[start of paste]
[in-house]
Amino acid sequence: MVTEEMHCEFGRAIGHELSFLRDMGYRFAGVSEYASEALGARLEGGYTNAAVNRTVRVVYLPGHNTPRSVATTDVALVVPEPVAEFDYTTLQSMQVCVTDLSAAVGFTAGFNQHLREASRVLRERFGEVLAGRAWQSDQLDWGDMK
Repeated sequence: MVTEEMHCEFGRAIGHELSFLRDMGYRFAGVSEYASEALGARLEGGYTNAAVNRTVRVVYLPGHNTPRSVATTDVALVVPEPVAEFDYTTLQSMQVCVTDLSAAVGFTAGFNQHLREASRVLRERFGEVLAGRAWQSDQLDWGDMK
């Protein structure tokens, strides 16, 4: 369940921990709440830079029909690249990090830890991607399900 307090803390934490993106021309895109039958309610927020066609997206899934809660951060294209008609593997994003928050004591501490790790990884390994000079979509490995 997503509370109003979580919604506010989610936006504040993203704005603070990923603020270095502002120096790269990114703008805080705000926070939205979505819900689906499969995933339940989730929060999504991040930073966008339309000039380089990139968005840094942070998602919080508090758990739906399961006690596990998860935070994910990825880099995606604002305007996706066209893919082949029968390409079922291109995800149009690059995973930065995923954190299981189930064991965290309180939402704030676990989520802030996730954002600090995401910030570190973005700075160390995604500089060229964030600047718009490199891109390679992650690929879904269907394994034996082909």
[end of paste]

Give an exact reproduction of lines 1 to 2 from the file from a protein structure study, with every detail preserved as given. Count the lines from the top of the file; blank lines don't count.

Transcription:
[in-house]
Amino acid sequence: MVTEEMHCEFGRAIGHELSFLRDMGYRFAGVSEYASEALGARLEGGYTNAAVNRTVRVVYLPGHNTPRSVATTDVALVVPEPVAEFDYTTLQSMQVCVTDLSAAVGFTAGFNQHLREASRVLRERFGEVLAGRAWQSDQLDWGDMK